Ceramic - Pottery Dictionary

by Susan Mussi

MAJOLICA: Colors (d) Outlines

ca: MAJÒLICA: Colors (d) Contorns

es: MAYÓLICA: Colores (d) Contornos

Introduction to using colors: Painting the outlines is drawing with your paintbrush. Use a cut down brush to paint the outlines and any small details. All strong colors can be used for outlines, the following five colors are the main ones. Remember, when I talk about colors, the preparation of them has been previously explained and stirring them helps to make them run well, this is very important for painting long, smooth strokes.

Manganese: is a dark brown that has been used throughout the centuries for painting outlines. When fired, it burns away so when using it for outlines, it must be well mixed and strong.
Brown: Instead of using manganese we now use 50% brown-red + 50% strong brown
Black: is a new, hard, industrial color and should be used for designs that need to have an impact, like names, advertisements, instructions, etc.
Blue: one of the oldest colors and one that has been used through the centuries for designs of a single color, but in different shades. For the outlines and extreme dark shading you need a strong color, so a little black is added.
Brown-red: a good color for outlines. To make it darker, it can be mixed with dark brown or black. Though not an antique color, it is good for fine lines.

The following are three ways that you can paint outlines.

1) Outlines before colors. First paint the outlines, which have been marked on with charcoal powder, with long smooth strokes, using the movement of brush strokes to accentuate the drawing and adding small details to personalize and accentuate it and then add the colors. Illustration a).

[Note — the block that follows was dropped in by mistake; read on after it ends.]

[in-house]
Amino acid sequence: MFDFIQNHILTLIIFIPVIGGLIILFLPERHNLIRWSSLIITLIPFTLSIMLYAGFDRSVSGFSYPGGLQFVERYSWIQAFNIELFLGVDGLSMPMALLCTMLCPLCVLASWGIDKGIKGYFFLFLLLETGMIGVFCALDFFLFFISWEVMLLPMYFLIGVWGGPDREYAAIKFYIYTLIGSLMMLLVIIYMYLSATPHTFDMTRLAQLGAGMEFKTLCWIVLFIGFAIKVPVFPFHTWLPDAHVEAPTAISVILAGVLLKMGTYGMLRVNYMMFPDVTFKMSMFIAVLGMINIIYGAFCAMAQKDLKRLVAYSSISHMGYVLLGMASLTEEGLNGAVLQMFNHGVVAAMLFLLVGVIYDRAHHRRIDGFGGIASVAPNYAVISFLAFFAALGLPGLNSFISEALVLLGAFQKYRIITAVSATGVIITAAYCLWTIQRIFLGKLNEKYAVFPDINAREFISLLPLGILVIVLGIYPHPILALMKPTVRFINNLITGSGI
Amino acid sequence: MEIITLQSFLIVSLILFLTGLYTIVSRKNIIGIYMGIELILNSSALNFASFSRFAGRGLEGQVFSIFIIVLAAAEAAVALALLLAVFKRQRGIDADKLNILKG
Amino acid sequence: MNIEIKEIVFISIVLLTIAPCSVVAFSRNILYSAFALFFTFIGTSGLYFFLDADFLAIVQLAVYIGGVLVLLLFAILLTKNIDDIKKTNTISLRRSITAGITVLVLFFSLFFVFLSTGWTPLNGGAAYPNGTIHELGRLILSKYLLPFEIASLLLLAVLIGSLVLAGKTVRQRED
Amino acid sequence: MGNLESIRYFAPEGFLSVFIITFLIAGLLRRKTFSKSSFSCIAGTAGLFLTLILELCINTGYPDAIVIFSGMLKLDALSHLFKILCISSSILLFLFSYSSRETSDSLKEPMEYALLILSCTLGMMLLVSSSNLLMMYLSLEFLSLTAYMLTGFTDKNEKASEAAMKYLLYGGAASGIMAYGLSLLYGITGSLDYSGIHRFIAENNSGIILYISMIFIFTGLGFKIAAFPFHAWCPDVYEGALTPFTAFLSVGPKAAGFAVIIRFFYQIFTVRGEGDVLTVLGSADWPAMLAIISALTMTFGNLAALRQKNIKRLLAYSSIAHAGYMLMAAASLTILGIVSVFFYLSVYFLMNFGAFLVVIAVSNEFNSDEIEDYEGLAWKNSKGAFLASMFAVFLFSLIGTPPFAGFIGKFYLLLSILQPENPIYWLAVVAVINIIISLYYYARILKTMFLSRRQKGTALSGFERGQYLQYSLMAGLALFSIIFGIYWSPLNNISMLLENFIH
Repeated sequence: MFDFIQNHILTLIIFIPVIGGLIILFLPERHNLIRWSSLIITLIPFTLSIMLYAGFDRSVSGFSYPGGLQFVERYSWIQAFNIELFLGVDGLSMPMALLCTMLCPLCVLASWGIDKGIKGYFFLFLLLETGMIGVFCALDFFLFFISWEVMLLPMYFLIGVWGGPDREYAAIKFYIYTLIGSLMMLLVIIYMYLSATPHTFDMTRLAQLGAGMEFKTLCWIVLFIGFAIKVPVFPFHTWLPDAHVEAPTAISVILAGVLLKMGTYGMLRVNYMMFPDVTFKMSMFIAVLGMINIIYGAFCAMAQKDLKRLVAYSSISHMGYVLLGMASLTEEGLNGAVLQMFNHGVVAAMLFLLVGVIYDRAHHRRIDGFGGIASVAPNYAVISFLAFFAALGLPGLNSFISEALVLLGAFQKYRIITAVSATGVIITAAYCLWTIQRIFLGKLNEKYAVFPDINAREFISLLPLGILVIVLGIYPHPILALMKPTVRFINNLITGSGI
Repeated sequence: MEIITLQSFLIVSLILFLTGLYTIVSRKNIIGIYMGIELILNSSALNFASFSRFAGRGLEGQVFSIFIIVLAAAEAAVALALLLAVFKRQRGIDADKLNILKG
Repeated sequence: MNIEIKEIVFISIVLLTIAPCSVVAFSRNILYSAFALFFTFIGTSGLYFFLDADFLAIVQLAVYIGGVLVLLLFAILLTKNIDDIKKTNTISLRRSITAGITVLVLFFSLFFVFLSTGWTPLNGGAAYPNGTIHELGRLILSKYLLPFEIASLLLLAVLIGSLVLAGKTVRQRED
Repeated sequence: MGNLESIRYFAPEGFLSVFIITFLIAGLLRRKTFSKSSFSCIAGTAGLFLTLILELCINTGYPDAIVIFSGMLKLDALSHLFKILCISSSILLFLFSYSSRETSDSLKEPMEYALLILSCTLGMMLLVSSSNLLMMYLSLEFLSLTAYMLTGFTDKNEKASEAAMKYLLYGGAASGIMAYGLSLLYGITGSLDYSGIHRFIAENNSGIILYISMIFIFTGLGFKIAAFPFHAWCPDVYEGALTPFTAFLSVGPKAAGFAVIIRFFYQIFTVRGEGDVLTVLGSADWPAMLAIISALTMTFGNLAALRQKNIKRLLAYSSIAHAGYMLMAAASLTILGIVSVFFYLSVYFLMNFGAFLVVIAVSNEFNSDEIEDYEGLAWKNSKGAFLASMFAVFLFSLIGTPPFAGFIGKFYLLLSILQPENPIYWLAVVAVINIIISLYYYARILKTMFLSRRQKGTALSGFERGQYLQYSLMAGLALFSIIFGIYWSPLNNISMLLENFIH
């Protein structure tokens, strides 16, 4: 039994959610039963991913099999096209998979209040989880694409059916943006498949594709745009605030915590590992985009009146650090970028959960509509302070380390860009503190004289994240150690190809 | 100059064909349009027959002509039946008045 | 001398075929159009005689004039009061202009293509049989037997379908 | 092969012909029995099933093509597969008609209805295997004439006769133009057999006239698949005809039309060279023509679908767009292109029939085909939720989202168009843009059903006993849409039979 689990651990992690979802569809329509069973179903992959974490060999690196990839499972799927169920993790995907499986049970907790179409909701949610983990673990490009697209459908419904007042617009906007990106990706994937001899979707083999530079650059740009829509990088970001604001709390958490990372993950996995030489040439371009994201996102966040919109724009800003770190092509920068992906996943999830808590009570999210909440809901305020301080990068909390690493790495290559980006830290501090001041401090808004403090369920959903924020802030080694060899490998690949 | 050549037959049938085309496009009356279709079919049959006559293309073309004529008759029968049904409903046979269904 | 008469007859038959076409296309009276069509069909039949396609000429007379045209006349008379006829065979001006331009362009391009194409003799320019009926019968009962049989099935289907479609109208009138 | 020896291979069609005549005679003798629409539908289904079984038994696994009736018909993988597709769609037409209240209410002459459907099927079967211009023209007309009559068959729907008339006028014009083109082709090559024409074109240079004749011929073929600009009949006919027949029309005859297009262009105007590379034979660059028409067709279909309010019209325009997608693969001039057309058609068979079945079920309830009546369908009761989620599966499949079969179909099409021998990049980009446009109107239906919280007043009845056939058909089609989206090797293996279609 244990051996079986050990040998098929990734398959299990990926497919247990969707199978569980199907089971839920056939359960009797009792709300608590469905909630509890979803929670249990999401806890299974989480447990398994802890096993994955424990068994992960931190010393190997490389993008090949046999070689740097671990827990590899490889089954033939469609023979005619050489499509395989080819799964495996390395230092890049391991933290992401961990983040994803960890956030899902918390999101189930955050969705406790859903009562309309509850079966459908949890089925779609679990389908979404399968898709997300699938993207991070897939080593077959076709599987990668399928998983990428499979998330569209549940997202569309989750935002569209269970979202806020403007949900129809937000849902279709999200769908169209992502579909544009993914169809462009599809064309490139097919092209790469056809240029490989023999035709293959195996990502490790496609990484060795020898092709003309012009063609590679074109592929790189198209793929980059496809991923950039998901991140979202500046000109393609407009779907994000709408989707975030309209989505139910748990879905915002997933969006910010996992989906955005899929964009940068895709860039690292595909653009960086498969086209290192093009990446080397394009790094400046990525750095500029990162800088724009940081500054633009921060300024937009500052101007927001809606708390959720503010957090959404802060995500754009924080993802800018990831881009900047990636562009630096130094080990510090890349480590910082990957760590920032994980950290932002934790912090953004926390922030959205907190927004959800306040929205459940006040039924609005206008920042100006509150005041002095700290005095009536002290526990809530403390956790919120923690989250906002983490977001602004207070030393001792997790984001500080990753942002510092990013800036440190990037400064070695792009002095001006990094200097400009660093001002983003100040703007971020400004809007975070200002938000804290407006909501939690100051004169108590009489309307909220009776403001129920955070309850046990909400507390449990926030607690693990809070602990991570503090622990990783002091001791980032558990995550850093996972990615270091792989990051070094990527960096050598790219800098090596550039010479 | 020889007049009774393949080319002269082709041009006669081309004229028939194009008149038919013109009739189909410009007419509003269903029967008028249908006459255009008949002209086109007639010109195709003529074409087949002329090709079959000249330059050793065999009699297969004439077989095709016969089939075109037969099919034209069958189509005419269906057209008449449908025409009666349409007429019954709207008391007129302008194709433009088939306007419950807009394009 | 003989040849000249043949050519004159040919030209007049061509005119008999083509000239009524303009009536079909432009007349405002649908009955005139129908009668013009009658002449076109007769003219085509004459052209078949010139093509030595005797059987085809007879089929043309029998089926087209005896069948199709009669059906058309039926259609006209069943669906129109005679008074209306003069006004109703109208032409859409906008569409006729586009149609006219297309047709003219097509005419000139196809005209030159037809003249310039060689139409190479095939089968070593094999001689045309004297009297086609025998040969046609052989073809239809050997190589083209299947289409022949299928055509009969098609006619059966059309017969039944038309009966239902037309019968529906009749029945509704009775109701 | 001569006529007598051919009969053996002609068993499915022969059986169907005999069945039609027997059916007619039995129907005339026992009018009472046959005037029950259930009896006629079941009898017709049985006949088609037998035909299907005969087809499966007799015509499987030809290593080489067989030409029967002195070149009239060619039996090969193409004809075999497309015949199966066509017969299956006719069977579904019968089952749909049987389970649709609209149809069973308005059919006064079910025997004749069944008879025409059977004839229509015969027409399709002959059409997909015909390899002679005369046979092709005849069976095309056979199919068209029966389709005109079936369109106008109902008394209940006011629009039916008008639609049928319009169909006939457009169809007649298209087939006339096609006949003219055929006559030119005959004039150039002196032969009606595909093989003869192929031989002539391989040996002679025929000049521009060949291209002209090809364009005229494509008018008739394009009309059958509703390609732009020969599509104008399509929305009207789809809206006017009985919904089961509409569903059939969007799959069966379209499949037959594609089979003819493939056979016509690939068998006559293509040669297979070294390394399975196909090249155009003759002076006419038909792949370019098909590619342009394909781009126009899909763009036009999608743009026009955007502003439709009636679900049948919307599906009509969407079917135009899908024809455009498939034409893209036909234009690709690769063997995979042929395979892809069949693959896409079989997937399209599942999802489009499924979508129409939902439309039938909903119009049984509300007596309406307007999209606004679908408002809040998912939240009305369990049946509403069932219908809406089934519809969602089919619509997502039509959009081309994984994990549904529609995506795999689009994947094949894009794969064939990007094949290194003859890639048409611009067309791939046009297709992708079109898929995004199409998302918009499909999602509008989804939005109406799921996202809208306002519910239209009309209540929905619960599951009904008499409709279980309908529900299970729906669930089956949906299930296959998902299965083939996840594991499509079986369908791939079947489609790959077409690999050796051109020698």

2) Painting colors before outlines, This is usually done when creating a colored texture. Imagine, for example, that you are painting a castle which has large spaces of brick wall. Mark on a design and paint only the outlines, no details like windows or doors, then dust off all the charcoal powder and paint in the light colors, light brown, light red-brown and green, overlapping them to form shades and colors, to give an idea of the changing colors that bricks have. Then mark on the missing parts of the design over the colors and paint in all the details; bricks, windows, doors, etc. When the outlines are finished, add more colors if necessary. Illustration b).

3) Strong outlines. This creates a similar effect as dry-cord, the outlines need to be very strong and black is usually used. The outlines are painted then the colors and shadings are added, the lines are repainted and made thicker and stronger. In some parts this is not done as can be seen in the green and yellow round the beak. The illustration c) shows the outlines painted and illustration d) the colors added and the outlines repainted.

Note: When I use the word light in relation to a color, I mean exactly the same color but with more water or a lighter stroke